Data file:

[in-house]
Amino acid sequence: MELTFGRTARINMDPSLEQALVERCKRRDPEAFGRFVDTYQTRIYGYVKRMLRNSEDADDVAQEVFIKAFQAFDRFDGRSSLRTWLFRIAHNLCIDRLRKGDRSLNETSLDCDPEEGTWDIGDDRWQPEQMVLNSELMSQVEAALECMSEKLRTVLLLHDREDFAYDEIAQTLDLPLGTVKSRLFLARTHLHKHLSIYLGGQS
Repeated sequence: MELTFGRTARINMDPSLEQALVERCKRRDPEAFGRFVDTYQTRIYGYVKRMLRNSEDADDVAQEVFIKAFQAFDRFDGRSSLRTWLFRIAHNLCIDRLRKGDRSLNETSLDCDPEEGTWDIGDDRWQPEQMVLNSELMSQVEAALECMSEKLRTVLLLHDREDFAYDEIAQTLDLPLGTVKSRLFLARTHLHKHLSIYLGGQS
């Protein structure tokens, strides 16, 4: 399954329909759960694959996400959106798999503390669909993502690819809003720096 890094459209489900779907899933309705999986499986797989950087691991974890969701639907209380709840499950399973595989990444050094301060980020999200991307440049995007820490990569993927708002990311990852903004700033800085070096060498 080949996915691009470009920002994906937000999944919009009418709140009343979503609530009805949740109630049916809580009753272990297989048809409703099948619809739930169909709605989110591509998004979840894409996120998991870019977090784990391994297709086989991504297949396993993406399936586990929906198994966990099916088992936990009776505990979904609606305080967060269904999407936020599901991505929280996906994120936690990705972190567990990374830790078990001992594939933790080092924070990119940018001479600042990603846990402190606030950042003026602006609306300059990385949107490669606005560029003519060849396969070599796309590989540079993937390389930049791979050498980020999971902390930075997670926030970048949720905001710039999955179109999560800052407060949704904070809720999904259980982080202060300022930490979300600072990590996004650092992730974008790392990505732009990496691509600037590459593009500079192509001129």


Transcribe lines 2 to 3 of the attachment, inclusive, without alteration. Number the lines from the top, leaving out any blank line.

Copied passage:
Amino acid sequence: MELTFGRTARINMDPSLEQALVERCKRRDPEAFGRFVDTYQTRIYGYVKRMLRNSEDADDVAQEVFIKAFQAFDRFDGRSSLRTWLFRIAHNLCIDRLRKGDRSLNETSLDCDPEEGTWDIGDDRWQPEQMVLNSELMSQVEAALECMSEKLRTVLLLHDREDFAYDEIAQTLDLPLGTVKSRLFLARTHLHKHLSIYLGGQS
Repeated sequence: MELTFGRTARINMDPSLEQALVERCKRRDPEAFGRFVDTYQTRIYGYVKRMLRNSEDADDVAQEVFIKAFQAFDRFDGRSSLRTWLFRIAHNLCIDRLRKGDRSLNETSLDCDPEEGTWDIGDDRWQPEQMVLNSELMSQVEAALECMSEKLRTVLLLHDREDFAYDEIAQTLDLPLGTVKSRLFLARTHLHKHLSIYLGGQS